The springy mattress at Sibudu

Excerpt from

Mastering sleep, the science of sleeping well, by Swami Subramaniam

Forty kilometers north of Durban South Africa, in the province of KwaZulu natal, flows the river tongati in an eastward direction towards the Arabian sea. This is the tongati river valley. Overseeing the valley is a rock shelter under a sandstone cliff approachable only after a steep climb. A natural redoubt guards the entry. The cave that opens into the rock face is the site of a remarkable archaeological find.

Over 70,000 years ago a tribe of our ancestors made this cave their home. Unlike other cave dwellings, the layout, a broad flat and protected expanse of floor measuring 150 feet by 80 feet and the location of these caves made them the preferred home for tribes of cave dwellers who kept returning to it over the next 40,000 years. The fondness of this site was was due to the river and the lush flora and fauna that thrived in its vicinity providing sustenance for cave dwellers. The natural architecture of the cave also offers a vast expanse of a flat floor protected from the elements by an arc of a high rock.

The caves have been a subject of archaeological investigations over three decades. We might imagine their primitive residents who upon returning to their caves with the falling of dusk might have flung themselves in a corner around a fire to spend the evening resting. A discovery in 2009 by a team led by Lyn Wadley, an archaeologist at the university of Witwatersrand, Johannesburg, changed this view of ancient cave dwelling societies.

What was the discovery? It was the finding of what appeared to be remains of mattresses used by these cave dwellers. While the archaeological finds all pointed to a relatively high cognitive development, this finding in 2009 was the clue to an even more sophisticated cave culture than previously thought of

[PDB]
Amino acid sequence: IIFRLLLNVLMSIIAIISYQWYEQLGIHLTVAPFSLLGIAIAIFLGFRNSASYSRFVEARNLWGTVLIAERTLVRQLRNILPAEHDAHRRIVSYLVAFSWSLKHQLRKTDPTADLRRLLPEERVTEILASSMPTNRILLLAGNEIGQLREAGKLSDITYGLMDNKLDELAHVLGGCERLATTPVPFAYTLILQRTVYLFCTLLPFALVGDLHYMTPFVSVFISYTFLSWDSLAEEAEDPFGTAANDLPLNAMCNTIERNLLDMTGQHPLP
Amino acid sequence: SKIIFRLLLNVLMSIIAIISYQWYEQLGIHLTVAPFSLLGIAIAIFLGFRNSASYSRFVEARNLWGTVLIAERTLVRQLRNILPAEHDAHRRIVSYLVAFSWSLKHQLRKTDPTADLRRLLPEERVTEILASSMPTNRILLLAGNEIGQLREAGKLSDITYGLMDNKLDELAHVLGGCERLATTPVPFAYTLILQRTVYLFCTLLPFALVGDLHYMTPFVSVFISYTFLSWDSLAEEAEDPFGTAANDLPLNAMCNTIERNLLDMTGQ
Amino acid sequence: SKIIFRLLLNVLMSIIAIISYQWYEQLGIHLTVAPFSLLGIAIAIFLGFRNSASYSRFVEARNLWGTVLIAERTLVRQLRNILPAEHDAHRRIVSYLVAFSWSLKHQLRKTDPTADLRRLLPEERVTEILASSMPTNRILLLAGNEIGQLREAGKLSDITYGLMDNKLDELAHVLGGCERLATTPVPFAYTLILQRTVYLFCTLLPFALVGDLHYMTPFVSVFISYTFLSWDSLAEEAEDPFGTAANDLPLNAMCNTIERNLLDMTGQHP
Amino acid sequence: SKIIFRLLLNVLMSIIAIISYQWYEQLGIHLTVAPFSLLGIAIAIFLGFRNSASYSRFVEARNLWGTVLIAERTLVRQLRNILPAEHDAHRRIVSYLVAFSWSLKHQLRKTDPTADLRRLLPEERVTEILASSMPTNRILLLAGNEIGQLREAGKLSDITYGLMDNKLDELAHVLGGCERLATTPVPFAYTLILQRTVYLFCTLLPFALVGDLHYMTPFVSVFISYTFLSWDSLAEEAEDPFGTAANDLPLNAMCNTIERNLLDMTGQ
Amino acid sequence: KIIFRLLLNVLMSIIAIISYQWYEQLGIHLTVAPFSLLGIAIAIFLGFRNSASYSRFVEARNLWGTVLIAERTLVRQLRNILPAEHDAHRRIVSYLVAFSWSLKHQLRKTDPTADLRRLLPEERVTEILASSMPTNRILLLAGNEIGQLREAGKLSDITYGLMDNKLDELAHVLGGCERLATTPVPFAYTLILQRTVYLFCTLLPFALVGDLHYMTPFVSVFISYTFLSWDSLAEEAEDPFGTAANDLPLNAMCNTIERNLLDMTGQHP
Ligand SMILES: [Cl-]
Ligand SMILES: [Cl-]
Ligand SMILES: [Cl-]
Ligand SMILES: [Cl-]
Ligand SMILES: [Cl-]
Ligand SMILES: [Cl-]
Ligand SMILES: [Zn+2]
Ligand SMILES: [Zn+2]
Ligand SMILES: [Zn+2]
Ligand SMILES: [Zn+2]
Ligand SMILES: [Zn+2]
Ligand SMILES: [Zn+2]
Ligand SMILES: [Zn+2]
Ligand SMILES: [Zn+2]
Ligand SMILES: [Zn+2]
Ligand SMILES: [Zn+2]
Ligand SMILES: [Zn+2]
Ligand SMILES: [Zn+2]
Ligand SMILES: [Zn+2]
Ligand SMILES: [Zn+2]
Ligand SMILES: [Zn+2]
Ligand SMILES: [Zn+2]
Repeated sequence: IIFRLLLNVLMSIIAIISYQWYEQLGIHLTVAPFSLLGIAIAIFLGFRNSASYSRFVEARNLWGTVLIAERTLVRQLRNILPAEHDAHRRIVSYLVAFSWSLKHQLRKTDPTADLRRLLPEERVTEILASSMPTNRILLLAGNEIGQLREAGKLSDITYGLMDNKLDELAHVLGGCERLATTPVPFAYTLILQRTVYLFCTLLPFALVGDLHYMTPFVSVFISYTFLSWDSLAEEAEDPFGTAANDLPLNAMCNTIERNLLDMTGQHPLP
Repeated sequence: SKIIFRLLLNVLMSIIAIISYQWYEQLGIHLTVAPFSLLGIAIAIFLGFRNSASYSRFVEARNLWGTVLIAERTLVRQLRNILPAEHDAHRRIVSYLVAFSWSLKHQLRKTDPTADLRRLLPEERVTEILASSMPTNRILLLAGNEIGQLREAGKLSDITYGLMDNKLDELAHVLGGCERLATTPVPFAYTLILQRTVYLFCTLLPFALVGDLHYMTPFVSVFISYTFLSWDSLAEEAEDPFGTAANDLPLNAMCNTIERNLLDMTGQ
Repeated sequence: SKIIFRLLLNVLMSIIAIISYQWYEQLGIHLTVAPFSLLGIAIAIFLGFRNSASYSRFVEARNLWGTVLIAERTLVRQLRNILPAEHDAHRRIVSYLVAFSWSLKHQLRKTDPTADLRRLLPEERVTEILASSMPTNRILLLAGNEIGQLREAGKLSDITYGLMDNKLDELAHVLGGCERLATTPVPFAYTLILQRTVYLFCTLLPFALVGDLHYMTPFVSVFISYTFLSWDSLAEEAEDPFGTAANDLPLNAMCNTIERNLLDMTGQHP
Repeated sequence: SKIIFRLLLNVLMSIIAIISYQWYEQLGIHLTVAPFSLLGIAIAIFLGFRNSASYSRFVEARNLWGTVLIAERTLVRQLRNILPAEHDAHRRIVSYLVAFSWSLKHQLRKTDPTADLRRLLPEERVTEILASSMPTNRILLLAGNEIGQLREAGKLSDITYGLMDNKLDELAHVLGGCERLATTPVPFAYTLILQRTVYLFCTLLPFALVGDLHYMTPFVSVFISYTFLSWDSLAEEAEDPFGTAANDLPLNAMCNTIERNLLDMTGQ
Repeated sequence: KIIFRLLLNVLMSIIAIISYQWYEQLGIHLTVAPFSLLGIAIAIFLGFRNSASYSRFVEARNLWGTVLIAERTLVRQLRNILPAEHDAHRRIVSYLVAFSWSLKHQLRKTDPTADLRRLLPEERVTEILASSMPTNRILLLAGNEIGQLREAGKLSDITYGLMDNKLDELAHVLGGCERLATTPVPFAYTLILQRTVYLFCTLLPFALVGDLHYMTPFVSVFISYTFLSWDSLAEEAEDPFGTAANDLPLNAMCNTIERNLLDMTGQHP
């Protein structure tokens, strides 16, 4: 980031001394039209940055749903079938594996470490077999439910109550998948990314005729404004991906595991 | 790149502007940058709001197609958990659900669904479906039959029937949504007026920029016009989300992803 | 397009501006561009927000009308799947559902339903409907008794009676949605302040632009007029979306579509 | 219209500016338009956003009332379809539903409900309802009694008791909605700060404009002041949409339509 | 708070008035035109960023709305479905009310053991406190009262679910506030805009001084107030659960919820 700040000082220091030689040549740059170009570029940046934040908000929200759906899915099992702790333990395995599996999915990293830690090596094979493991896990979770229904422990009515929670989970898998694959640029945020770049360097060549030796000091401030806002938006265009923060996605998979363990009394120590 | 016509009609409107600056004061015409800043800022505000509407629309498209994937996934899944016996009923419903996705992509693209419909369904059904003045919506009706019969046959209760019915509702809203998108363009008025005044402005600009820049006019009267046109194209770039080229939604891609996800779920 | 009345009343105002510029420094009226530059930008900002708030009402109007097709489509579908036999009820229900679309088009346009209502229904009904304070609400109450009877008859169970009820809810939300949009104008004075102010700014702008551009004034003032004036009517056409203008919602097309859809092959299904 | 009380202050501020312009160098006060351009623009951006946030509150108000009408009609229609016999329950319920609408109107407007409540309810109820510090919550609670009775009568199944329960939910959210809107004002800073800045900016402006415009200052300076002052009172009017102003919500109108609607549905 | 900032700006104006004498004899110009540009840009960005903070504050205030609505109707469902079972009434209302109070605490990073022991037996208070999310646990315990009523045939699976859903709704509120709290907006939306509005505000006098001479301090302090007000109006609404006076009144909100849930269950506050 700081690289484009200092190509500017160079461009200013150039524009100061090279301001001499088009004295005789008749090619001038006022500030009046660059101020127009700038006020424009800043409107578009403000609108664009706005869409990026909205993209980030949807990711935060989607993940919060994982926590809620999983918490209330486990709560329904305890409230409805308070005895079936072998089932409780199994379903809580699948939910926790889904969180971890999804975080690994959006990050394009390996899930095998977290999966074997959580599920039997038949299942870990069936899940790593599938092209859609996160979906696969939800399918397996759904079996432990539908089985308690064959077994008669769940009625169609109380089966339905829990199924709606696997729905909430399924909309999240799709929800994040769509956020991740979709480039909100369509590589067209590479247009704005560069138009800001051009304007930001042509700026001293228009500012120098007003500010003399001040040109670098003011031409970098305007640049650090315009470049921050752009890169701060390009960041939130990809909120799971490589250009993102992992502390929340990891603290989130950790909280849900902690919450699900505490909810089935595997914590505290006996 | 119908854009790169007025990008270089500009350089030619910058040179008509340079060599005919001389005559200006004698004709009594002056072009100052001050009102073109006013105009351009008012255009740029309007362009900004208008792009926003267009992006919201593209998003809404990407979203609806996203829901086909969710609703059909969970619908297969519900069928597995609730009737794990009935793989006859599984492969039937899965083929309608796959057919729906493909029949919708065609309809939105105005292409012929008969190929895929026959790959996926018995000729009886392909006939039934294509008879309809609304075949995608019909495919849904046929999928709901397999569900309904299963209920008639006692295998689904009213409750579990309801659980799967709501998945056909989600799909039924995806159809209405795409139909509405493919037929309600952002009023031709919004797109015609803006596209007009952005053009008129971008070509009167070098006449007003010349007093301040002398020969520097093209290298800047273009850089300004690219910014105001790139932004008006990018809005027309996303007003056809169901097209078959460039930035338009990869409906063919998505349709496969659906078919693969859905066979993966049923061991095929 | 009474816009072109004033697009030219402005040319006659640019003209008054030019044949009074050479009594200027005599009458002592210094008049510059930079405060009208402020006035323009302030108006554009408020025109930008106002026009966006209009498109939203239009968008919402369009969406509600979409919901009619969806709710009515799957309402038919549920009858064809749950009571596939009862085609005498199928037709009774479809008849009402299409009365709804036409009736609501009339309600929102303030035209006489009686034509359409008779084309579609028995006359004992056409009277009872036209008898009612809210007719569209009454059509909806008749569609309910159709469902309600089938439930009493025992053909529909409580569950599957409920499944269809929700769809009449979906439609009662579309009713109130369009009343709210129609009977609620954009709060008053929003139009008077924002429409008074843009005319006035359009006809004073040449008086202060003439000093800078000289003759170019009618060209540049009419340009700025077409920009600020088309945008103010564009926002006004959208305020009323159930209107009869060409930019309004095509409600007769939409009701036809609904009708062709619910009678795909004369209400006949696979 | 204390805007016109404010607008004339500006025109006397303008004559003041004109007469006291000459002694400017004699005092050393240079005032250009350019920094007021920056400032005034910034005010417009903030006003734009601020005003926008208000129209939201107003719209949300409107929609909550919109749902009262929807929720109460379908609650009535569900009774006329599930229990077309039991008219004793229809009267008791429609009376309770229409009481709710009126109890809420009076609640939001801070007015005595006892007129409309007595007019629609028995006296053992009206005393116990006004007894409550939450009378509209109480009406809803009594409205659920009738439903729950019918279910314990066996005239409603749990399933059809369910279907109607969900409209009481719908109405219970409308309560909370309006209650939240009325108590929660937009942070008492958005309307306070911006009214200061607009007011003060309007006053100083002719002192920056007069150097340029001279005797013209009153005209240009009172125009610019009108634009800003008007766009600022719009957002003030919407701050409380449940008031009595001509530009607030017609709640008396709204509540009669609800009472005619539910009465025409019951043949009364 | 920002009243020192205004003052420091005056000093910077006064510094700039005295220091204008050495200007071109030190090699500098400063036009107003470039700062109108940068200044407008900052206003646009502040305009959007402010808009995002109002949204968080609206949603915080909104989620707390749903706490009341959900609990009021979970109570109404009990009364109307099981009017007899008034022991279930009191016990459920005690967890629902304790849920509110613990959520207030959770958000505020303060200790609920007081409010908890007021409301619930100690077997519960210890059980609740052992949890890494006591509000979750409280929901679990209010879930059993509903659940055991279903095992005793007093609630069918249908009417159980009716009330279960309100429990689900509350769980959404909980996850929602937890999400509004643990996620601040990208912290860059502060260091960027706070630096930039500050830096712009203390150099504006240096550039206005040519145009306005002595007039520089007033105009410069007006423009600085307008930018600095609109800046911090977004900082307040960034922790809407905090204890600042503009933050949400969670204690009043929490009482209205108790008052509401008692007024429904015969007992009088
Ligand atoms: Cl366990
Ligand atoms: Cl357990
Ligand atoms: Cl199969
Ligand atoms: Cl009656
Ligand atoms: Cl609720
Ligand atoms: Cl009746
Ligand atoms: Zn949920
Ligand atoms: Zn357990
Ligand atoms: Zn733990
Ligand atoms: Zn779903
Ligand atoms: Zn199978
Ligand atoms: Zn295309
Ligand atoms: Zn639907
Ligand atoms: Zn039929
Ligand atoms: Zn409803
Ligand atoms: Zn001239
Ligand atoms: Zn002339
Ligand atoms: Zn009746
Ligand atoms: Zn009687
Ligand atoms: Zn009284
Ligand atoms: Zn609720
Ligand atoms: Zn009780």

These bio-mattresses were made of plant material and were 30cm thick and about 3 metres squared. The plant matter had been systematically compressed by trampling to yield a springy and comfortable mattress on which to sleep. Intriguingly the plants chosen for this mattress had aromatic properties and contained chemicals that are still used in traditional medicine today.

They also contained insecticidal chemicals suggesting a well thought out design that acted to repel pests and malaria-carrying mosquitoes. Taking this thought process a little further perhaps more out of whimsy than conviction, the archaeologists inferred pieces of bone in these mattresses as indicating multiple uses of the mattress, breakfast in bed perhaps?

If you were a romantic you may be led by your imagination to visualize something like this- As the flickering lights from the fire in the cave fade, the mother puts her children to bed on one of the mattresses. Meanwhile, she sneaks to the other side of the fire were, concealed in the darkness, she goes to rest on her mattress with her husband and nodding off to sleep.

A guard dog at the entrance keeps predators at bay and the chemical odor of the mattress keeps away the flying insects of the night. The cave dwellers enjoy sleep that is deep and refreshing, sleep that will help them strengthen their mental capabilities to prepare them for their daily battle of survival

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